On this page we consider travel writing, a broad category that includes books, pamphlets, and other works written by visitors to Florida. Unlike personal diaries or private correspondence, travel writing was published and intended for a reading audience. This is important to remember when interpreting this type of primary source.
One of the most interesting things about travel writing for historians is what it reveals about the writer. Certainly travel writing can be useful for the information it provides about Florida, its people, and the natural environment, but travel writers are not objective, unbiased narrators. They arrived in Florida with their own cultural perspectives, expectations, and agendas. By thinking critically about the authors, we can carefully retrieve information about the past and the ways in which historical actors understood (and misunderstood) Florida.
As you read examples of travel writing, ask yourself the following questions:
Below is an excerpt from Alonso Gregorio de Escobedo's epic poem, La Florida, which scholars believe was written after Escobedo had returned to Spain, sometime between 1598 and 1615. La Florida is written in verse, a popular genre of the time. You will notice the meter and rhyme if you read the original text in Spanish. The following excerpt is from Canto 27.
The original manuscript is in the Biblioteca Nacional in Madrid, Spain, and has been digitized. An annotated Spanish edition was published in 2015 by Alexandra E. Sununu. The English translation provided here is by Thomas Hallock, edited by Mikaela Perron, part of the Early Visions of Florida project at the University of South Florida.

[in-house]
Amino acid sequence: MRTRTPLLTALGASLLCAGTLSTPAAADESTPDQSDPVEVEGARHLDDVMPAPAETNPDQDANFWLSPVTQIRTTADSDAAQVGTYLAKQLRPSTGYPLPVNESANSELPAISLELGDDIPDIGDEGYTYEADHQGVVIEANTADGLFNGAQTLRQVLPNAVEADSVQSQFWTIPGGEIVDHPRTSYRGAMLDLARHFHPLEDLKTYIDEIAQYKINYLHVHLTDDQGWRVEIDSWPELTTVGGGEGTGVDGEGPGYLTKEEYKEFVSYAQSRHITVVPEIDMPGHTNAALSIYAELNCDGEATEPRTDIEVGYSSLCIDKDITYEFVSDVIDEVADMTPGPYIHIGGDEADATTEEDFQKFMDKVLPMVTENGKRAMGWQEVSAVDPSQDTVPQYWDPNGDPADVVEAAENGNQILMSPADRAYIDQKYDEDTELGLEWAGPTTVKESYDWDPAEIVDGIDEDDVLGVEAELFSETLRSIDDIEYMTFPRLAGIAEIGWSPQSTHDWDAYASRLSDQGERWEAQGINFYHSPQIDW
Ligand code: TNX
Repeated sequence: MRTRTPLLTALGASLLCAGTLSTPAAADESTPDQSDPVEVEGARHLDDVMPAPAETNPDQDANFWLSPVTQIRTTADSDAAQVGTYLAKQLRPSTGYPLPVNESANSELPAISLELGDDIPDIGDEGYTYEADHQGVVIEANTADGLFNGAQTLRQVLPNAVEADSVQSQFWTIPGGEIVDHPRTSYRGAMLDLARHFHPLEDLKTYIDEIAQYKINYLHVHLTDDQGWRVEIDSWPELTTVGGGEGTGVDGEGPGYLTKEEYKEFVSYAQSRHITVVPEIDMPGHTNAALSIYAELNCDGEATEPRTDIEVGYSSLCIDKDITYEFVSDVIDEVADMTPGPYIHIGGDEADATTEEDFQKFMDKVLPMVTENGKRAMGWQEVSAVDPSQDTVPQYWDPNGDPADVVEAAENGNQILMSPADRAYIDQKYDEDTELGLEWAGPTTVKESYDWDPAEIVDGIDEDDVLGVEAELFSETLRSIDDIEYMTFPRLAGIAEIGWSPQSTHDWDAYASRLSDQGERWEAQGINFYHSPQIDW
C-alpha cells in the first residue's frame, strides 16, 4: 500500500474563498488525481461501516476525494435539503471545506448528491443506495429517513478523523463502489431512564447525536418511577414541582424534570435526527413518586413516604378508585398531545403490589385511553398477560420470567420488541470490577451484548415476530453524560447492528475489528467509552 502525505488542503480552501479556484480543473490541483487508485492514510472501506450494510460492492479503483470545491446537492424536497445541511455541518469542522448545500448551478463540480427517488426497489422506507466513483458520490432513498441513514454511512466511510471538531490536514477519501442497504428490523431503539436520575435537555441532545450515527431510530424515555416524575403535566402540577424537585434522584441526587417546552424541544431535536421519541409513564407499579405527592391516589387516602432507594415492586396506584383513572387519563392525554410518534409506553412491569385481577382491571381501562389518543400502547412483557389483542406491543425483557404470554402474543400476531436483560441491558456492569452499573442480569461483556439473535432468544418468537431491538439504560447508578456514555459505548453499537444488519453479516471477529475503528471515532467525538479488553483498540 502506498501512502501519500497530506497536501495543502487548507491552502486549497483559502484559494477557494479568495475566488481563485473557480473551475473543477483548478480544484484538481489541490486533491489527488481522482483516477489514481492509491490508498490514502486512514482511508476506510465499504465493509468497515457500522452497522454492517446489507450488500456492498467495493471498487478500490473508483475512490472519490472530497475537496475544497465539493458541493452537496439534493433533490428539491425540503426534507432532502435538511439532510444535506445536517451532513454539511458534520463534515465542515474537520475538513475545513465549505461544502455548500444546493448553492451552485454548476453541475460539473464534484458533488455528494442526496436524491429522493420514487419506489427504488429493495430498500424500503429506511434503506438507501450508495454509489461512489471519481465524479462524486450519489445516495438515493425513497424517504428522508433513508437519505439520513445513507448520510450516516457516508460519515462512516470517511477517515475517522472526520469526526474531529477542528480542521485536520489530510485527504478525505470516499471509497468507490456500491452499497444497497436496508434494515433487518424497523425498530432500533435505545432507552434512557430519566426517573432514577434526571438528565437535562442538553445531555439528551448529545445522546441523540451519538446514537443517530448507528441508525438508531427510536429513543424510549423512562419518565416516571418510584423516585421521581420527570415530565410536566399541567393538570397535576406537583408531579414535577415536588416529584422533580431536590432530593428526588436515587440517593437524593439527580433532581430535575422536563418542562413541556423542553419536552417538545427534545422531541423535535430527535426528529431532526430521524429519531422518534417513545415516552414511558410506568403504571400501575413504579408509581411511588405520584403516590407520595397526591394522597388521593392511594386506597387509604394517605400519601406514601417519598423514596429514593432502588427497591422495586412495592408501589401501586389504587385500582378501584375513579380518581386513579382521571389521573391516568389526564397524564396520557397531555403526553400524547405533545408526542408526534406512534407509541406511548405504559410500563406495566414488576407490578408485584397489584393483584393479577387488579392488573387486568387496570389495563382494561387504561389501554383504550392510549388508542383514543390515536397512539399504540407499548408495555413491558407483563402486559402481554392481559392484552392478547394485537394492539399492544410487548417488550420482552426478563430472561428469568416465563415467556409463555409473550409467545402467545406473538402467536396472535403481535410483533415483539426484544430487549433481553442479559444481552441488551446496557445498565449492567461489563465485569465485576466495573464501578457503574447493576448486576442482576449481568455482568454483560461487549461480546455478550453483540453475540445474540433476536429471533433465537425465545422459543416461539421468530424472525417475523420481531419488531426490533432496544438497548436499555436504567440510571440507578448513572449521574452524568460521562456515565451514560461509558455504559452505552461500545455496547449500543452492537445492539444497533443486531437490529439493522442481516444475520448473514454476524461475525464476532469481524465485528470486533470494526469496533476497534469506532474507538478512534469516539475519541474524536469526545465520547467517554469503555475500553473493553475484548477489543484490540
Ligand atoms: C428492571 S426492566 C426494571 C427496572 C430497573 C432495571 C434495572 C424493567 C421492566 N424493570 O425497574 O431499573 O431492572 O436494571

The page numbers follow the original manuscript, where each numbered page has both a recto and a verso. Recto is the front of the page, and would appear on the right side of a bound book. Verso is the back, or reverse, of that page number, and would appear on the left of a bound book after turning the page. Thus we read in order, 336 recto, 336 verso, 337 recto, 337 verso, etc. I have included a digital image of the 336 verso and 337 recto pages as they appear in the original manuscript. Transcripts follow the image, with the English and Spanish versions of each page shown side by side.
Try answering each question for yourself before clicking to reveal my interpretation.
Because travel writing most often takes the form of a published book, you can find many examples of travel writing by searching the library catalog. These works often have one of the following "subject headings," or tags, attached to them:
Combine any of these terms with a geographic place to find travel writings about that place.
Try searching for "Florida," "Southern States," or "West Indies" along with one of these subject headings.
It's important to note that these tags used in library catalogs are in many ways out-dated. The seemingly harmless phrase "discovery and exploration" actually describes books about violent encounters between European military expeditions and the indigenous peoples of the Americas, Africa, and Oceania. We may have to use these phrases to find books in this category, but with our skills as historians we are equipped to read these sources critically.
The Early Visions of Florida website, from which we borrow Thomas Hallock's translation of Escobedo's La Florida, provides an excellent bibliography of travel writing about Florida from the first arrival of the Spaniards to the mid-nineteenth century.
You will also find digitized examples of travel writing in the following databases licensed by FSU Libraries:
Many scholars have examined the ways in which travel writing has contributed to the exploitative projects of 18th, 19th, and 20th century empires. As the author of this guide, I am also influenced by this scholarship. When travel writers described a place as backward or primitive, they helped to justify conquest and colonization in the name of spreading "civilization" and "modernity." For example, the conquistadors that described Florida did so as part of their personal and imperial interest in acquiring land, slaves, and valuable resources. Spanish missionaries documented the languages and cultural practices of indigenous peoples in order to more easily convert them to Catholicism.
The following books have helped me to think about travel writing as both a complicated primary sources and a tool of imperialism.